Tag Archive - Christy Distler

Where’s the White Space?

Editor Christy Distler continues our examination of Fatal Flaw: # 6 Show, Don’t Tell. Writers often succumb to this fatal flaw of fiction writing, explaining and telling and summarizing instead of showing action as it’s happening. (If you’ve missed the first posts, be sure to read them here and here.)

“Show, don’t tell” is one of the most common instructions given to fiction writers. In other words, don’t write a flat explanation of what’s happening; instead, get into the POV character’s head and describe what he or she is seeing, hearing, thinking, smelling, tasting, etc.

Explanations tend to bore the reader, especially if they’re long and drawn out, and they make a story feel shallow and unbalanced. Sure, readers get what’s going on in the book, but they don’t experience it. Continue Reading…

Problematic POV—Characters’ Names, Thoughts, and Senses

This month we’re looking at Fatal Flaw # 5: POV Violations. Fiction writers often violate POV “rules,” and have trouble seeing how this manifests in their scenes. Last week we looked at how to accomplish smooth POV shifts. This week editor Christy Distler tackles issues that deal with the use of characters’ names, thoughts, and senses that wander out of POV. 

This month we’re talking about point of view (also known as POV). As Rachel said in the first post, POV “rules” have changed quite a bit over time. In the past few years, I’ve worked with several beginning writers, and I can say without a doubt that POV is the fiction-writing tenet that I spend the most time explaining.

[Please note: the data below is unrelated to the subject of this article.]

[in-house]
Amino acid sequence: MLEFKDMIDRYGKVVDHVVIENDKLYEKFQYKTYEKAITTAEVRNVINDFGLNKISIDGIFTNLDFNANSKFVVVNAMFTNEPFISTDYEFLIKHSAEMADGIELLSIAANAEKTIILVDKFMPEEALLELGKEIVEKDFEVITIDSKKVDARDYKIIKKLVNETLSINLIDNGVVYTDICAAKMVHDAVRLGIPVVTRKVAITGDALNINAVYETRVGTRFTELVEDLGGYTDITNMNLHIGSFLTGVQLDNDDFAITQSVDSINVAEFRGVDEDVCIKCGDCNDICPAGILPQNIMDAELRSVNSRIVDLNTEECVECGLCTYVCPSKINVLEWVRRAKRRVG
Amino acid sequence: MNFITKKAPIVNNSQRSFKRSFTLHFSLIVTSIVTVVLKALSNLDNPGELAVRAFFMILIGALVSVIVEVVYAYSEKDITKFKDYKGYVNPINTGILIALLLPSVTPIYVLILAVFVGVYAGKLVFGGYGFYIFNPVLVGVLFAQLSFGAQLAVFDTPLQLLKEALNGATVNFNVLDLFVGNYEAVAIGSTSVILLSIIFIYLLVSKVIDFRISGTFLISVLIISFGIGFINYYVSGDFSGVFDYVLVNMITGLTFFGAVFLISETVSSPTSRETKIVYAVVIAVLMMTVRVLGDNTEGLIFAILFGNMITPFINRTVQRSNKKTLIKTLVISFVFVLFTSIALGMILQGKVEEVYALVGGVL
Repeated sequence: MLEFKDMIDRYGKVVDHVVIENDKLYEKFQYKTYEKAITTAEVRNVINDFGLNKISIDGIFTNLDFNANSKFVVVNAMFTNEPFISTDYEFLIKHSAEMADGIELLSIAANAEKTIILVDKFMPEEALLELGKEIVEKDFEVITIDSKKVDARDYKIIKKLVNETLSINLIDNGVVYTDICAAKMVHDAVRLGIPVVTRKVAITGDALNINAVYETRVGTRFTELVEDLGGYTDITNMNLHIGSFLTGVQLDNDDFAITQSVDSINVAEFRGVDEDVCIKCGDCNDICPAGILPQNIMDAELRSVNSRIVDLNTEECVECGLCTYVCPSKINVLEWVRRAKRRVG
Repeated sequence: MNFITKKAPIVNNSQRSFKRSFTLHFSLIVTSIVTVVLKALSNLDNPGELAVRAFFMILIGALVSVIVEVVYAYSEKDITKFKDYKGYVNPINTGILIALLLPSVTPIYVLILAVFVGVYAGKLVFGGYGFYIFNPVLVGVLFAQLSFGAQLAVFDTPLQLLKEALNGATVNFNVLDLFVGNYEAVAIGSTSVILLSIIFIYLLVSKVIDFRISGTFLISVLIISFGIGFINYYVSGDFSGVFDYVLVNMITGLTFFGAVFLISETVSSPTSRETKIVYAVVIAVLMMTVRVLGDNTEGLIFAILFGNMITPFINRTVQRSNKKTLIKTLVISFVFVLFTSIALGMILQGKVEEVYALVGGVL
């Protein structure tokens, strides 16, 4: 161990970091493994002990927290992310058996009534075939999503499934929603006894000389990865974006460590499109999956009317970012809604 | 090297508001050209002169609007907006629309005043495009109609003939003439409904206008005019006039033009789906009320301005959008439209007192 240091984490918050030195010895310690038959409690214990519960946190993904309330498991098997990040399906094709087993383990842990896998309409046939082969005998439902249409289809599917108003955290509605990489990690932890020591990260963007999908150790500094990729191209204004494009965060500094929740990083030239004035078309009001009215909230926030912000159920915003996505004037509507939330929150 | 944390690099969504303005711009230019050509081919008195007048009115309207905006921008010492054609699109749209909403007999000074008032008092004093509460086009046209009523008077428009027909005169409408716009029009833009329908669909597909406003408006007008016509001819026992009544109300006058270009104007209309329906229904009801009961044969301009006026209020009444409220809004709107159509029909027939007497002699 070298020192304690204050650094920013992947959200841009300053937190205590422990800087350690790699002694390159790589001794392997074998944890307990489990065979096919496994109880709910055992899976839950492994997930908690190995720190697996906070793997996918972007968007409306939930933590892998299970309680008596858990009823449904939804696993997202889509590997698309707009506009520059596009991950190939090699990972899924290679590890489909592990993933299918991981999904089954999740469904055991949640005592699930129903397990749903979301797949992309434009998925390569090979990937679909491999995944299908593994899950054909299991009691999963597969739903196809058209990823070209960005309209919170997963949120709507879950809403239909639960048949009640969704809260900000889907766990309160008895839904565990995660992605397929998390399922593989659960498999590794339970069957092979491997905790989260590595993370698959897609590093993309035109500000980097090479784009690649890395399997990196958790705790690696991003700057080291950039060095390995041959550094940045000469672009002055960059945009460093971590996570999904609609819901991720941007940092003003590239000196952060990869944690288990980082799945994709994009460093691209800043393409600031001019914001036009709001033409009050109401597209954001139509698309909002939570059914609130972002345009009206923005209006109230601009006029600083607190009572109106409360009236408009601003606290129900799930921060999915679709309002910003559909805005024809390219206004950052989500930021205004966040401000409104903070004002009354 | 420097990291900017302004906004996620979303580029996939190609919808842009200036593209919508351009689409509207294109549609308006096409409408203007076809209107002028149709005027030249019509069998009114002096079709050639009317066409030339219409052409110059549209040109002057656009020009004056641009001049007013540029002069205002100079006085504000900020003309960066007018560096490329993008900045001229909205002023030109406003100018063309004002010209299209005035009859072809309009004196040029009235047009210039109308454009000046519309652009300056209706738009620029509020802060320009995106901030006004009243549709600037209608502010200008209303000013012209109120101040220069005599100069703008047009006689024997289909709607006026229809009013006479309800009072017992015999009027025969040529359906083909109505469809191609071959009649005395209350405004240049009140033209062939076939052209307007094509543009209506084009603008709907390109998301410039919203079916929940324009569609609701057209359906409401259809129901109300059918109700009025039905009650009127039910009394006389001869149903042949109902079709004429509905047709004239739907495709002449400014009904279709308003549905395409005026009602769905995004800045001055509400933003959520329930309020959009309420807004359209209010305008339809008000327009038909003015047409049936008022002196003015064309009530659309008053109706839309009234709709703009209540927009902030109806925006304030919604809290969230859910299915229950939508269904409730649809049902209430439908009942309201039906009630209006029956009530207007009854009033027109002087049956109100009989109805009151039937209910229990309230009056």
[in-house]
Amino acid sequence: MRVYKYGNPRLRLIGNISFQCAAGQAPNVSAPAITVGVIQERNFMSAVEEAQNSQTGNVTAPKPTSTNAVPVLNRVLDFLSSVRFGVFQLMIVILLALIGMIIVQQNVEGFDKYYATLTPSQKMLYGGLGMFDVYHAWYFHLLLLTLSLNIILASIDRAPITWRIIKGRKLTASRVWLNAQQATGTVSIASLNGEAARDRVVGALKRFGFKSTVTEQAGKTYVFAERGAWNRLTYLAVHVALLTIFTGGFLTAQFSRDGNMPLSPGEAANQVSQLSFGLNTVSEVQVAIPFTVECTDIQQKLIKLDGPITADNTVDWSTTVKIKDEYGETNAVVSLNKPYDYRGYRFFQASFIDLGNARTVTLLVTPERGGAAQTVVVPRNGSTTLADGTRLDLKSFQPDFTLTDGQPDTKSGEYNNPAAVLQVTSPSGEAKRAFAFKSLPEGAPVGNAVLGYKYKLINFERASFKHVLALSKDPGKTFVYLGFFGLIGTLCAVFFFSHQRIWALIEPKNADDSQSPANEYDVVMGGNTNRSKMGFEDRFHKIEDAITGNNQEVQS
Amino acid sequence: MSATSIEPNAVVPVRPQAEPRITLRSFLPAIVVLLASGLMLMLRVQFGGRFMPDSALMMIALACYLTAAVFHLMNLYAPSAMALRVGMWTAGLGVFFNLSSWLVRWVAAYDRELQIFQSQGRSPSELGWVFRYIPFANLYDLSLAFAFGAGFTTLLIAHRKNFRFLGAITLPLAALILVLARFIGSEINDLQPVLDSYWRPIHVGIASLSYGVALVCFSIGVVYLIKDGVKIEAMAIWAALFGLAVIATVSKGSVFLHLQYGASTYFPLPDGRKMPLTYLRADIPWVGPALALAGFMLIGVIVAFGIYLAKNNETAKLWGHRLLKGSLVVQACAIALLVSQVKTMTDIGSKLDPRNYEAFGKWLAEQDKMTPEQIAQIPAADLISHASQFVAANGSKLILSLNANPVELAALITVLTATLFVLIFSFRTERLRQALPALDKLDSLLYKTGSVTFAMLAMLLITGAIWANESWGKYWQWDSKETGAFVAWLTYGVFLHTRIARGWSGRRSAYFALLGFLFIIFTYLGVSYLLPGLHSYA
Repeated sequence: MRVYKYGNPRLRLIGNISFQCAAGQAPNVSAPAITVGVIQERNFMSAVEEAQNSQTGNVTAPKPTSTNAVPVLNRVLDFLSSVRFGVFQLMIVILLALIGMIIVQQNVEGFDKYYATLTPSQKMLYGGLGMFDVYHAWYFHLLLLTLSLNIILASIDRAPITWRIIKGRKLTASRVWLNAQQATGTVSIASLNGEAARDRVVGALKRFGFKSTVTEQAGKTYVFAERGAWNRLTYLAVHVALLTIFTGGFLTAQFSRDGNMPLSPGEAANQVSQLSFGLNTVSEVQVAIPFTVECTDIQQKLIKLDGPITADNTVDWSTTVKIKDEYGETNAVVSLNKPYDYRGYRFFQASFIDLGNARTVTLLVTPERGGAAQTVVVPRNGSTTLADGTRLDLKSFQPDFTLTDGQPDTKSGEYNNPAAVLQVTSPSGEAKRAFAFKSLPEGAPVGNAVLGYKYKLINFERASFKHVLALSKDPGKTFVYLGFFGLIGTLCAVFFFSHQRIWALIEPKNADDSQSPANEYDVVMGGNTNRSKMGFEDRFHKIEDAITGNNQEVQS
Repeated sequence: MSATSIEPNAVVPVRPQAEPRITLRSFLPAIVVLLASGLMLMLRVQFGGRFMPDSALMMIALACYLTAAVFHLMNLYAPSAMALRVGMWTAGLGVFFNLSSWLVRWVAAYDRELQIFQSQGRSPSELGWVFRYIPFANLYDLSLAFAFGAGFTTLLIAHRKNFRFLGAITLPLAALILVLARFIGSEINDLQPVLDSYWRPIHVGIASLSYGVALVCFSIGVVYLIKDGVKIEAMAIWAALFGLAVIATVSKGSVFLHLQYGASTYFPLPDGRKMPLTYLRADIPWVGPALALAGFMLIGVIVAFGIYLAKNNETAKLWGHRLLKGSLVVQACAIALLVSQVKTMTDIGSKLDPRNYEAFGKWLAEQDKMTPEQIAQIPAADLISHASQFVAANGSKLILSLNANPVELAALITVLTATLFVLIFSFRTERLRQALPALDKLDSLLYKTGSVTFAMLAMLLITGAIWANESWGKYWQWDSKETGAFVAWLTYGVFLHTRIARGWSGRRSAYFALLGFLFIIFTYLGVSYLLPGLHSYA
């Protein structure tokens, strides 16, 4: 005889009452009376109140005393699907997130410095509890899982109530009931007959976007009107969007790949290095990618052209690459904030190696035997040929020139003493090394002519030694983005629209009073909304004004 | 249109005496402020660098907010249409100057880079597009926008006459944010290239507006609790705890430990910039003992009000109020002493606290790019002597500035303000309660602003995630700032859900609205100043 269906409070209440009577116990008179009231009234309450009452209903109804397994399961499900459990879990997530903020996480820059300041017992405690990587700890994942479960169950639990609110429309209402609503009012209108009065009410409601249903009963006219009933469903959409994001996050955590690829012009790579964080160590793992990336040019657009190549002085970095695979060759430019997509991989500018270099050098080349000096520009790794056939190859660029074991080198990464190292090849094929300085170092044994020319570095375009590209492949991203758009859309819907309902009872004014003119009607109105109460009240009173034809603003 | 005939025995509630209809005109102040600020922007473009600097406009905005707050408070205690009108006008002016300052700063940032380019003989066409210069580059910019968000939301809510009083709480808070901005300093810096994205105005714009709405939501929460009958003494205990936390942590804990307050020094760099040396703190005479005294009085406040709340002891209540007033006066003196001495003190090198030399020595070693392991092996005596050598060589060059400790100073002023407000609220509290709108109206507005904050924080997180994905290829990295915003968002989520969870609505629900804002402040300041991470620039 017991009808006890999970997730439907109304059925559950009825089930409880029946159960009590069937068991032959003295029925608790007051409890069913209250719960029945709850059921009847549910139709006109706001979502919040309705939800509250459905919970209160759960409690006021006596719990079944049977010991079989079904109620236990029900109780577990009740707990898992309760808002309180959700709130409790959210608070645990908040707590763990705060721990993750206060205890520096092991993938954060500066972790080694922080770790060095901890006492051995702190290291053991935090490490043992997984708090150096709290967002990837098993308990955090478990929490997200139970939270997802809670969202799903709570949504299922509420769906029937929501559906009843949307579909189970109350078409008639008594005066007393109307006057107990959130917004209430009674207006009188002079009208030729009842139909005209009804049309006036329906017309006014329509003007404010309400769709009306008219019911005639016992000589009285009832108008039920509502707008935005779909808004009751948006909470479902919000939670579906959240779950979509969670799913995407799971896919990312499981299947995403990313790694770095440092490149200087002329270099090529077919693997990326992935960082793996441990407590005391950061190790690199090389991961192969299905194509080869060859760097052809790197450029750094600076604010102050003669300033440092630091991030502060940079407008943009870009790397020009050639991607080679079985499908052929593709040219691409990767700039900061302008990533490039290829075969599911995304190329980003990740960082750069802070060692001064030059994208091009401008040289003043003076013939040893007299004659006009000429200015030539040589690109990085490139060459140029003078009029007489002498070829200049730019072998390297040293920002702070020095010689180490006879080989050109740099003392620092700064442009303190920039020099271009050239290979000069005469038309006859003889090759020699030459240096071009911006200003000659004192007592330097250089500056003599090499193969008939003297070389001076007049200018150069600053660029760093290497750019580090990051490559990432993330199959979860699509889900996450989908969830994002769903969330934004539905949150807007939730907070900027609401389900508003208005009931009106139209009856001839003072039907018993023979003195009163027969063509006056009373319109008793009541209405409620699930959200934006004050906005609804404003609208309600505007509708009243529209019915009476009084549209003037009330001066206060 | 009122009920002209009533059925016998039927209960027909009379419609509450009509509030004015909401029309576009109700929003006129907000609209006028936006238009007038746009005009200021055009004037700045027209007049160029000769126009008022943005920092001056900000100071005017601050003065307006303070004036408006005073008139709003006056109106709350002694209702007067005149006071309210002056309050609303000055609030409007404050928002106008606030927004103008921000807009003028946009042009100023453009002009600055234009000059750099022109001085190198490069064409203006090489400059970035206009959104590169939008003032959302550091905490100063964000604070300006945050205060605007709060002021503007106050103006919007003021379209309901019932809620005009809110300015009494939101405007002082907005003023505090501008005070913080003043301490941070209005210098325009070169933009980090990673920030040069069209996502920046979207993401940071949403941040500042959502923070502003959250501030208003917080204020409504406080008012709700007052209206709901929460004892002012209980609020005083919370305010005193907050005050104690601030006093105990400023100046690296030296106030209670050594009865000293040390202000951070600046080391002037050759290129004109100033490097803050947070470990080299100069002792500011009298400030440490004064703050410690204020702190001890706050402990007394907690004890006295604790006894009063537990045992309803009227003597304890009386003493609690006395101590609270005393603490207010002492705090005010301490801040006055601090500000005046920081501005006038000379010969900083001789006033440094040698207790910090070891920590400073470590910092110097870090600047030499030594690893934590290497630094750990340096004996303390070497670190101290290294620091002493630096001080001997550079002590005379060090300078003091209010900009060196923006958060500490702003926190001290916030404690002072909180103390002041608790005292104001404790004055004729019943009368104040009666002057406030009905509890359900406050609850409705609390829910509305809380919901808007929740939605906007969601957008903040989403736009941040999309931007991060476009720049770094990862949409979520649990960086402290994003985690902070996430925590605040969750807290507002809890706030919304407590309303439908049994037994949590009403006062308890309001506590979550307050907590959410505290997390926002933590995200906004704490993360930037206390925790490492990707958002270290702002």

Writers tend to be voracious readers, with many having reading lists full of literary classics (who can blame us?). The classics authors wrote during an era when “omniscient” point of view was commonly used, so my writers followed suit and used an omniscient POV (meaning the story was seemingly told from the point of view of an all-knowing narrator). Continue Reading…

The Two-Edged Sword of Backstory in Dialog

This week editor Christy Distler tackles Fatal Flaw #4—Too Much Backstory. In this month’s posts, we’ve been looking at the pitfalls of dumping backstory into our scenes and showing ways writers might creatively introduce important information pertaining to a character’s past or necessary to understand the world of the story.

In fiction, backstory is often given a bad name. Writers are barraged with all sorts of advice: Don’t start the story with backstory. Don’t info-dump your readers with backstory. Add backstory only sporadically through the story. The list could go on and on.

But the bottom line is, backstory is important. More than important, really—it’s essential to the story. Backstory builds realistic, multilayered characters. Without backstory, characters are difficult to connect with, for both the reader and the writer. The reader will be bored by their one-dimensionalness, and the writer will struggle to pen natural, apposite actions and reactions to the happenings in their characters’ lives.

And this is where some writers get confused. Backstory is integral . . . but its use is discouraged? Continue Reading…

Page 3 of 4«1234»